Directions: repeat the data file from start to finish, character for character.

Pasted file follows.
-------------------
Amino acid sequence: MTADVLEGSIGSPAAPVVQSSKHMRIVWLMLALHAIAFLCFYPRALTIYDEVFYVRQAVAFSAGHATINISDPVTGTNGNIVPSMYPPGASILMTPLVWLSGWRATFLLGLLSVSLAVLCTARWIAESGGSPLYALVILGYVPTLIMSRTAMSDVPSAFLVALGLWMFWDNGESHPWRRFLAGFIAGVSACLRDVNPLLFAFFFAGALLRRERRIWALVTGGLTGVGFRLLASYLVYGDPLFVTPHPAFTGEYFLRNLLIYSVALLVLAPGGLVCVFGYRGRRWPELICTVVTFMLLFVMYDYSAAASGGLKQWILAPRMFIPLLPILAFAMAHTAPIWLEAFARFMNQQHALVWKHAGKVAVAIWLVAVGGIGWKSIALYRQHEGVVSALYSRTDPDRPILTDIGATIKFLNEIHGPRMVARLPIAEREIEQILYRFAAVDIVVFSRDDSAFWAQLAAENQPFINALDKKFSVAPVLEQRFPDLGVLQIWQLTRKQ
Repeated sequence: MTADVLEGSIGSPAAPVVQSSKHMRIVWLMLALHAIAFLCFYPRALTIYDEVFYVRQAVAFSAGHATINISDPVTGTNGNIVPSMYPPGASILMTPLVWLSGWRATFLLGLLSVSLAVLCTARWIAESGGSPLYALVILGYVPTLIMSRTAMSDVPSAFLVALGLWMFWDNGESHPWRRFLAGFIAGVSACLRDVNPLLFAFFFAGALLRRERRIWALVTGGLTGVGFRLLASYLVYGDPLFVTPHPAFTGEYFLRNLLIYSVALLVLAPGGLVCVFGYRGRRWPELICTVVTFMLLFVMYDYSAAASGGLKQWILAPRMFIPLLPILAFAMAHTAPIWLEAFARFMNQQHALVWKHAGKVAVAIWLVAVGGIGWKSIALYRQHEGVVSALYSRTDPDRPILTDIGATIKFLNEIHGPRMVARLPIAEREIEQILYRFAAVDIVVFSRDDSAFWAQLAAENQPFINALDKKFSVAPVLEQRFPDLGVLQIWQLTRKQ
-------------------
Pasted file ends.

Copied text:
Amino acid sequence: MTADVLEGSIGSPAAPVVQSSKHMRIVWLMLALHAIAFLCFYPRALTIYDEVFYVRQAVAFSAGHATINISDPVTGTNGNIVPSMYPPGASILMTPLVWLSGWRATFLLGLLSVSLAVLCTARWIAESGGSPLYALVILGYVPTLIMSRTAMSDVPSAFLVALGLWMFWDNGESHPWRRFLAGFIAGVSACLRDVNPLLFAFFFAGALLRRERRIWALVTGGLTGVGFRLLASYLVYGDPLFVTPHPAFTGEYFLRNLLIYSVALLVLAPGGLVCVFGYRGRRWPELICTVVTFMLLFVMYDYSAAASGGLKQWILAPRMFIPLLPILAFAMAHTAPIWLEAFARFMNQQHALVWKHAGKVAVAIWLVAVGGIGWKSIALYRQHEGVVSALYSRTDPDRPILTDIGATIKFLNEIHGPRMVARLPIAEREIEQILYRFAAVDIVVFSRDDSAFWAQLAAENQPFINALDKKFSVAPVLEQRFPDLGVLQIWQLTRKQ
Repeated sequence: MTADVLEGSIGSPAAPVVQSSKHMRIVWLMLALHAIAFLCFYPRALTIYDEVFYVRQAVAFSAGHATINISDPVTGTNGNIVPSMYPPGASILMTPLVWLSGWRATFLLGLLSVSLAVLCTARWIAESGGSPLYALVILGYVPTLIMSRTAMSDVPSAFLVALGLWMFWDNGESHPWRRFLAGFIAGVSACLRDVNPLLFAFFFAGALLRRERRIWALVTGGLTGVGFRLLASYLVYGDPLFVTPHPAFTGEYFLRNLLIYSVALLVLAPGGLVCVFGYRGRRWPELICTVVTFMLLFVMYDYSAAASGGLKQWILAPRMFIPLLPILAFAMAHTAPIWLEAFARFMNQQHALVWKHAGKVAVAIWLVAVGGIGWKSIALYRQHEGVVSALYSRTDPDRPILTDIGATIKFLNEIHGPRMVARLPIAEREIEQILYRFAAVDIVVFSRDDSAFWAQLAAENQPFINALDKKFSVAPVLEQRFPDLGVLQIWQLTRKQ